Home -- Symptoms -- Cycles -- Evaluation of the long-term inflammation in neuroborreliosis: Duration of therapy
"It has been observed that symptoms will flare in cycles every four weeks. .... If the antibiotics are working, over time these flares will lessen in severity and duration. The very occurrence of ongoing monthly cycles indicates that living organisms are still present and that antibiotics should be continued.This type of monitoring is customary in the therapy of e.g. HIV infections and cancer. The framework in which it is used there is the mathematical immune response model. To demonstrate the equivalence of both approaches (Burrascano's and mathematical modeling), I have
"In general, I.V. therapy is given until there is a clear positive response, then treatment is changed to IM or po until free of signs of active infection for 4 to 8 weeks. "
The following figure describes those processes incorporated in the model. The control loop depicted with heavy lines (on the left) represents the ability of the immune system to enter self-organized feedback control oscillations the period of which is determined by parameters intrinsic to the immune system. The immune system can also oscillate with a period given by the menstrual cycle (loop drawn in medium heavy lines on the right).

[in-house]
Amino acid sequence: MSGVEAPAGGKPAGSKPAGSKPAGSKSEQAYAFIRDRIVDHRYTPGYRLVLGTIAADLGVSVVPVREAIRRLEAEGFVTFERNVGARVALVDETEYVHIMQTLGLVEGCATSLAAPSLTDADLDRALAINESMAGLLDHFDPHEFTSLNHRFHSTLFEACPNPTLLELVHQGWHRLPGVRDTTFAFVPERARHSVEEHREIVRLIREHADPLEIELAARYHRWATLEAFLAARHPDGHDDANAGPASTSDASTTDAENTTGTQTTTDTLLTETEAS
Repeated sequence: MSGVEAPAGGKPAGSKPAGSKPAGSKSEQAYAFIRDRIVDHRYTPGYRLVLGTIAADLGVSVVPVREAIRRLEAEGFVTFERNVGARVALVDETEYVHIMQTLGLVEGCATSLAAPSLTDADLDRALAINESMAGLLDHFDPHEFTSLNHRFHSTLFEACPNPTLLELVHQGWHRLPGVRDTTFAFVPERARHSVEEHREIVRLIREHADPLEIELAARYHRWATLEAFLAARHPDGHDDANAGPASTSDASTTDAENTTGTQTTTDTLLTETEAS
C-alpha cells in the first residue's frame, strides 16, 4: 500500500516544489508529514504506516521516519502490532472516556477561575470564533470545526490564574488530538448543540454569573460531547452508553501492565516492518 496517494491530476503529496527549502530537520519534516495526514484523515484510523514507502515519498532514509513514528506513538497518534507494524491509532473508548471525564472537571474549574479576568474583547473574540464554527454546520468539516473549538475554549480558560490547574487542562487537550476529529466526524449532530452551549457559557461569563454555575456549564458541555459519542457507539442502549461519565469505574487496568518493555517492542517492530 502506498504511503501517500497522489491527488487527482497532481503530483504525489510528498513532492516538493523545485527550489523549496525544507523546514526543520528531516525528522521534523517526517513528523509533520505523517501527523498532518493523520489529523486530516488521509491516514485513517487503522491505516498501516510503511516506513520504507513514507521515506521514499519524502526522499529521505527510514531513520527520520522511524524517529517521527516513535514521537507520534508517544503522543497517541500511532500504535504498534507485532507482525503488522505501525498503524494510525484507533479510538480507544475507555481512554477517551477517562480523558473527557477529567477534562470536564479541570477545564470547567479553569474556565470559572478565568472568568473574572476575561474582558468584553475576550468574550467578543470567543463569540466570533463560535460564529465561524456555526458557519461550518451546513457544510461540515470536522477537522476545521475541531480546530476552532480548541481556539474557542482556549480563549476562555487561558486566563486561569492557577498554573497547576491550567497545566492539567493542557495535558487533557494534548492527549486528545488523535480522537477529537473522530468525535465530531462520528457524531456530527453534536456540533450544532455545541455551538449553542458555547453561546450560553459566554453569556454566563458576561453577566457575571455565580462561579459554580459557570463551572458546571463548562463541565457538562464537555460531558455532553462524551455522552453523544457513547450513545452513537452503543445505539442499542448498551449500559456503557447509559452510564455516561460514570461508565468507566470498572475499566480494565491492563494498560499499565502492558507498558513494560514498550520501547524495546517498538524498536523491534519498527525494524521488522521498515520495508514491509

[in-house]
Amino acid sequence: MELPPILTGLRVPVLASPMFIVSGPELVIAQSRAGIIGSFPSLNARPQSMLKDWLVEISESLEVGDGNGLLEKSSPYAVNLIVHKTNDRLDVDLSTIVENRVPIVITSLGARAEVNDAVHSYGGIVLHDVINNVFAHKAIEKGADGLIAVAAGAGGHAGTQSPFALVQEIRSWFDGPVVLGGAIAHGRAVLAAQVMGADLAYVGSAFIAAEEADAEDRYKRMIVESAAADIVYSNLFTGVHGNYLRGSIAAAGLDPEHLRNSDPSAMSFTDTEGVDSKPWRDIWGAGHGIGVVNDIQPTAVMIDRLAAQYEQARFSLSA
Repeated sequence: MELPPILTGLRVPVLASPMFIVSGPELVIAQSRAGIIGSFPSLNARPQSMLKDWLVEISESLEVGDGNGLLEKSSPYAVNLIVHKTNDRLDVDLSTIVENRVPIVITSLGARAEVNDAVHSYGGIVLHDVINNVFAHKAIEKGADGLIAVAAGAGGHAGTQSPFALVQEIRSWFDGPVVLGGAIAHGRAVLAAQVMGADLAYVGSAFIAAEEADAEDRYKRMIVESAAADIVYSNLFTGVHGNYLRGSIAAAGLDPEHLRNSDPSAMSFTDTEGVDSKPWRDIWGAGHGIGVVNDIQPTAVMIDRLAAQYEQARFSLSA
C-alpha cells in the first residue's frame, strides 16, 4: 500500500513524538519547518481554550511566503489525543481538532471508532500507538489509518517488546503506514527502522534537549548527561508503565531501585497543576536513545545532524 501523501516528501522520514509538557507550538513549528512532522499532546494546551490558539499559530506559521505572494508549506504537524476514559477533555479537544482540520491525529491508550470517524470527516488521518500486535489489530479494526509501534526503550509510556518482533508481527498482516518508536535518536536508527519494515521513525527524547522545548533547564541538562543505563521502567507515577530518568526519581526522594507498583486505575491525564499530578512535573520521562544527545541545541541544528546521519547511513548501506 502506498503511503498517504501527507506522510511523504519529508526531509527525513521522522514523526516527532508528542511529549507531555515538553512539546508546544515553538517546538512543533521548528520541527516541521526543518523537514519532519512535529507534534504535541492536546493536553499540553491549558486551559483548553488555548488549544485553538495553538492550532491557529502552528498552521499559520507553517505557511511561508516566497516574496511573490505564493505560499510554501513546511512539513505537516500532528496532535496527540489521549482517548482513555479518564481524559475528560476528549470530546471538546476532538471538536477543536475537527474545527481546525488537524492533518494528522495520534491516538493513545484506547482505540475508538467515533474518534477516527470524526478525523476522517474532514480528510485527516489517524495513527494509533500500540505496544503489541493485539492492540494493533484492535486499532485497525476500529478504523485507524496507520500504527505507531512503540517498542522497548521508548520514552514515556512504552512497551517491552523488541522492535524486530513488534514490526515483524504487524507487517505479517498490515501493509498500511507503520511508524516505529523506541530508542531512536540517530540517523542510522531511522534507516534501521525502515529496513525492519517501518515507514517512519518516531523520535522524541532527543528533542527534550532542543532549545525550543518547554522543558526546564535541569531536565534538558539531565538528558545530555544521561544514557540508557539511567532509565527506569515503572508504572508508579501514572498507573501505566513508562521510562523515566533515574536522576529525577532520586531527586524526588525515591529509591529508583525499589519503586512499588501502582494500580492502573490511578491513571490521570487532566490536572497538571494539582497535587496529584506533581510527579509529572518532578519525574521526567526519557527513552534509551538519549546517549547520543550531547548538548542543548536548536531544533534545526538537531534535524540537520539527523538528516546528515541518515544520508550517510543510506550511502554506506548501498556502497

FIGURE: A simple compartment system and an immune system control scheme that produces oscillations between an inflamed state and a symptom free state. Steps 1 - 6 and states 1 - 4 are explained in detail in Fig. 10 of the draft report.
Caveat added: According to Marylynn Barkley, women with Lyme have an exacerbation of their symptoms around menses. She associates the worsening of women's Lyme symptoms with the decline of both estrogen and progesterone at the end of the menstrual cycle. (Marylynn S. Barkley, Ph.D., M.D., Associate Professor Emeritus, Neurobiology, Physiology, and Behavior, The University of California at Davis, Davis, CA 95616, USA, E-Mail: firstname.lastname@example.org, WWW: Department of Neurobiology, Physiology, and Behavior (NPB))